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Czech Philharmonic • Alim Beisembayev


Another top conductor entering into cooperation with the Czech Philharmonic Youth Orchestra is Jakub Hrůša. The first half of the concert will conventionally feature Janáček’s overture Jealousy and Prokofiev’s Second Piano Concerto with Alim Beisembayev. With the Czech Philharmonic, Hrůša will perform Ripening, which he calls Josef Suk’s magnum opus.

Subscription series B | Duration of the programme 1 hour 35 minutes

Programme

Leoš Janáček
Jealousy (introduction to the opera Jenůfa), overture for orchestra (JW VI/10) (6')

Sergei Prokofiev
Piano Concerto No. 2 in G minor, Op. 16 (32')

— Intermission —

Josef Suk
Ripening. A symphonic poem for large orchestra, Op. 34 (39')

Performers

Lukáš Vondráček piano

Alim Beisembayev piano

Prague Philharmonic Choir women’s choir
Lukáš Vasilek choirmaster

Czech Philharmonic Youth Orchestra

Jakub Hrůša conductor

Czech Philharmonic

Photo illustrating the event Czech Philharmonic • Alim Beisembayev

Rudolfinum — Dvořák Hall

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Price from 350 to 1550 CZK Tickets and contact information

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The Czech Philharmonic Youth Orchestra will play only Janáček’s Jealousy and Prokofiev’s Piano Concerto.
The Czech Philharmonic Youth Orchestra is supported by CEZ Group, the general partner of the Czech Philharmonic.

Performers

Alim Beisembayev  piano

Alim Beisembayev

The musical career of the Kazakh pianist Alim Beisembayev, who celebrated his 26th birthday a few days ago, began at a toy store. He went there on his fifth birthday with his father, and he was allowed to choose whatever he wanted. Little Alim was instinctively drawn to a small piano although his parents are not musical. He then began developing his newly discovered talent on a real piano, and at 10 years of age he won a scholarship to study piano in Moscow. Soon, however, he got the chance to study in England. “Earlier, something like that seemed to me to be unattainable,” says Beisembayev, who was suddenly entirely by himself at the age of 12 at the Purcell School, a music boarding school just outside of London—his parents remained in Kazakhstan. There, he was already gathering his first successes at competitions, including first prize at the Junior Cliburn International Competition, where he was taken by his teacher Tessa Nicholson. Under her guidance, he spent not only his challenging years of puberty, but also his further period of studies at the Royal Academy of Music. Last year, he completed his Master’s studies at London’s other famous music school, the Royal College of Music, under the guidance of Vanessa Latarche.

His career breakthrough came in September 2021 when he took first prize at the prestigious Leeds International Piano Competition, where excelled with the Royal Liverpool Philharmonic Orchestra and Andrew Manze playing Rachmaninoff’s Rhapsody on a Theme of Paganini. Additionally, he is a laureate of the medici.tv Audience Prize and of the Royal Liverpool Philharmonic Society Prize; he recorded part of his competition repertoire (Liszt’s Transcendental Etudes) for his debut CD.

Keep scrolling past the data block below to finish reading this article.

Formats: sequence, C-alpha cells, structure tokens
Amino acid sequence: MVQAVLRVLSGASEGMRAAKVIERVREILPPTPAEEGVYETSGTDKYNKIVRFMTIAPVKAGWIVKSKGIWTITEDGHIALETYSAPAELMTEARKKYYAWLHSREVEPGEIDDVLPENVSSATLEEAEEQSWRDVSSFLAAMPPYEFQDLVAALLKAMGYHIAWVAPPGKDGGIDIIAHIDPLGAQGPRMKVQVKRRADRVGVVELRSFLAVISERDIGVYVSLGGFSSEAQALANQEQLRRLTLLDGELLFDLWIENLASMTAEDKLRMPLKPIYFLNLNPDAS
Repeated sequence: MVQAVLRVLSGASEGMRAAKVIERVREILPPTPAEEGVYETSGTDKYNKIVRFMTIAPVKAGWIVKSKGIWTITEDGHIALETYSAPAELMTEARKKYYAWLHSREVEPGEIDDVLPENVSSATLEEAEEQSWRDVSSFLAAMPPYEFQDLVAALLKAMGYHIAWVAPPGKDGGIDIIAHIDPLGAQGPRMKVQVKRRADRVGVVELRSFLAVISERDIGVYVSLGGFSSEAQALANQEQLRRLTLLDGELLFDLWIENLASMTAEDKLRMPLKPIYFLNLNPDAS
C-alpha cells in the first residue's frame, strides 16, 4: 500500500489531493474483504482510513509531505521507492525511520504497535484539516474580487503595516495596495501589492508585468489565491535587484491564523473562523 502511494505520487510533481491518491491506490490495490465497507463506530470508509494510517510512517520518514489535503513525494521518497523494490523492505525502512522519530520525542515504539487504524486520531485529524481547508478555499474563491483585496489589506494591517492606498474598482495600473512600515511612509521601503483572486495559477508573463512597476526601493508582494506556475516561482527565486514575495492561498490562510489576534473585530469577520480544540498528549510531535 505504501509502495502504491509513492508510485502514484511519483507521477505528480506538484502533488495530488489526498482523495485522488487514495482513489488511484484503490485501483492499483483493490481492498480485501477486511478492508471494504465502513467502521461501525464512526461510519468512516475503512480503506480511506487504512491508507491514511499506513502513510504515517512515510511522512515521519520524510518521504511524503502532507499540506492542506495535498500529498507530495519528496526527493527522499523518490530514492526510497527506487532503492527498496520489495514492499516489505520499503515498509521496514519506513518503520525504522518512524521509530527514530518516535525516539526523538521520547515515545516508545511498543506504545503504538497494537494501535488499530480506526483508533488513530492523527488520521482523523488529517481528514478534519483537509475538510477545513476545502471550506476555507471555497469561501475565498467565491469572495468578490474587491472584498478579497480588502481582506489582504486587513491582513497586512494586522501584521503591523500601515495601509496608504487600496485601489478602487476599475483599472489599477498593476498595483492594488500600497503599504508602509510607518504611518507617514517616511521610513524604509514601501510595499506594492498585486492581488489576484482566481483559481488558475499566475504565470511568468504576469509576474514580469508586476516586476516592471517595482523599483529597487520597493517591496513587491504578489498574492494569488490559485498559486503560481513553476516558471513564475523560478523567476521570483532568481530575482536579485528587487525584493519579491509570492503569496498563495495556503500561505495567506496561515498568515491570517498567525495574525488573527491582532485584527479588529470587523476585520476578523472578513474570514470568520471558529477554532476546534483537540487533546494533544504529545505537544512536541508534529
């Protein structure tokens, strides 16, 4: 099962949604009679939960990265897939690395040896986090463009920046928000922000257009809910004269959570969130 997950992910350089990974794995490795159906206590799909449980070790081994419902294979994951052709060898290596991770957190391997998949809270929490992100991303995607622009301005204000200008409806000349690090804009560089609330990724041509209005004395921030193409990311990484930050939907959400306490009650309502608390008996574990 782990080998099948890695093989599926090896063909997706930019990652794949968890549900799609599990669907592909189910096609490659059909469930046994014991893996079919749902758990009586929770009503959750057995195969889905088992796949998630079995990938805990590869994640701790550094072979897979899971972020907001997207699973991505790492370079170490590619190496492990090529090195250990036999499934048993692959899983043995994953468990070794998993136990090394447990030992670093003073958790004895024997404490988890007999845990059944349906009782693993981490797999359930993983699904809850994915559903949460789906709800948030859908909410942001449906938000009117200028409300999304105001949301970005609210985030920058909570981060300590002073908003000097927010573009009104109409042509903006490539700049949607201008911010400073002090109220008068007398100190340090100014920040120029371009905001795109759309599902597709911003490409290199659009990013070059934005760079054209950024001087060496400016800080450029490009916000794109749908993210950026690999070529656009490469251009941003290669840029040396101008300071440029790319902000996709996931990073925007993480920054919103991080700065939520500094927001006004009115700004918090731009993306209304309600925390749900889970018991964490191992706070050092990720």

Participation at competitions, which Beisembayev sees “a necessary evil if you want to draw attention to yourself”, has more than paid off, and the young pianist has begun to receive invitations to play with important orchestras (like the BBC Symphony Orchestra) and at famous concert venues (like Wigmore Hall). Also last year, as a BBC New Generation Artist, he made his unexpected debut at Royal Albert Hall; at that BBC Proms concert with the Sinfonia of London and John Wilson, he again excelled playing Rachmaninoff (in this case the Second Piano Concerto), standing in for Benjamin Grosvenor. He received the offer just two days before the concert!

Today he will again be a substitute, in this case for the ailing soloist Lukáš Vondráček, adding the Czech Philharmonic to the list of prestigious orchestras with which he has collaborated. His busy schedule this spring includes a recital at Amsterdam’s Concertgebouw and the world premiere of a new piano concerto by Eleanor Alberga with the Royal Liverpool Philharmonic led by Domingo Hindoyan.

Prague Philharmonic Choir  

The Prague Philharmonic Choir (PPC), founded in 1935 by the choirmaster Jan Kühn, is the oldest professional mixed choir in the Czech Republic. Their current choirmaster and artistic director is Lukáš Vasilek, and the second choirmaster is Lukáš Kozubík.

The choir has earned the highest acclaim in the oratorio and cantata repertoire, performing with the world’s most famous orchestras. In this country, they collaborate regularly with the Czech Philharmonic and the Prague Philharmonia. They also perform opera as the choir-in-residence of the opera festival in Bregenz, Austria.

This season, they will appear at four choral concerts of their own, with programmes focusing mainly on difficult, lesser-known works of the choral repertoire. Again this year they will be devoting themselves to educational projects: for voice students, they are organising the Academy of Choral Singing, and for young children there is a cycle of educational concerts.

The choir has been honoured with the 2018 Classic Prague Award and the 2022 Antonín Dvořák Prize.

Lukáš Vasilek  choirmaster

Lukáš Vasilek